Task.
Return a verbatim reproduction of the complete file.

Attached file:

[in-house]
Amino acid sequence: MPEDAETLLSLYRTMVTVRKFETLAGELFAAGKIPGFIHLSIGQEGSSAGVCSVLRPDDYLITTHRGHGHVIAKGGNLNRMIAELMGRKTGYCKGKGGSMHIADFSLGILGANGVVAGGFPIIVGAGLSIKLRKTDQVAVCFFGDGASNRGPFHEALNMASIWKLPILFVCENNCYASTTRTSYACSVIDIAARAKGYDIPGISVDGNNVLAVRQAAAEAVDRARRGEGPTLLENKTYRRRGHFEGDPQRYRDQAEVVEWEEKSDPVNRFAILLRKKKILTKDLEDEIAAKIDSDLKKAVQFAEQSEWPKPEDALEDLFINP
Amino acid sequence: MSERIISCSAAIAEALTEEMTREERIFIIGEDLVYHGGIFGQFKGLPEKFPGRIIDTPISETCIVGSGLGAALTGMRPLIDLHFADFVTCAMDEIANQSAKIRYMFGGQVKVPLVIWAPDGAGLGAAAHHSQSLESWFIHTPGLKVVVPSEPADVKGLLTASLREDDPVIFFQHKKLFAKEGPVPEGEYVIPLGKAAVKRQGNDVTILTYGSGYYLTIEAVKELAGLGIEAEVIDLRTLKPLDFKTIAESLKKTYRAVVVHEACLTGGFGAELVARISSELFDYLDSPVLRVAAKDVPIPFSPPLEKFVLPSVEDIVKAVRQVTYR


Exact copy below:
[in-house]
Amino acid sequence: MPEDAETLLSLYRTMVTVRKFETLAGELFAAGKIPGFIHLSIGQEGSSAGVCSVLRPDDYLITTHRGHGHVIAKGGNLNRMIAELMGRKTGYCKGKGGSMHIADFSLGILGANGVVAGGFPIIVGAGLSIKLRKTDQVAVCFFGDGASNRGPFHEALNMASIWKLPILFVCENNCYASTTRTSYACSVIDIAARAKGYDIPGISVDGNNVLAVRQAAAEAVDRARRGEGPTLLENKTYRRRGHFEGDPQRYRDQAEVVEWEEKSDPVNRFAILLRKKKILTKDLEDEIAAKIDSDLKKAVQFAEQSEWPKPEDALEDLFINP
Amino acid sequence: MSERIISCSAAIAEALTEEMTREERIFIIGEDLVYHGGIFGQFKGLPEKFPGRIIDTPISETCIVGSGLGAALTGMRPLIDLHFADFVTCAMDEIANQSAKIRYMFGGQVKVPLVIWAPDGAGLGAAAHHSQSLESWFIHTPGLKVVVPSEPADVKGLLTASLREDDPVIFFQHKKLFAKEGPVPEGEYVIPLGKAAVKRQGNDVTILTYGSGYYLTIEAVKELAGLGIEAEVIDLRTLKPLDFKTIAESLKKTYRAVVVHEACLTGGFGAELVARISSELFDYLDSPVLRVAAKDVPIPFSPPLEKFVLPSVEDIVKAVRQVTYR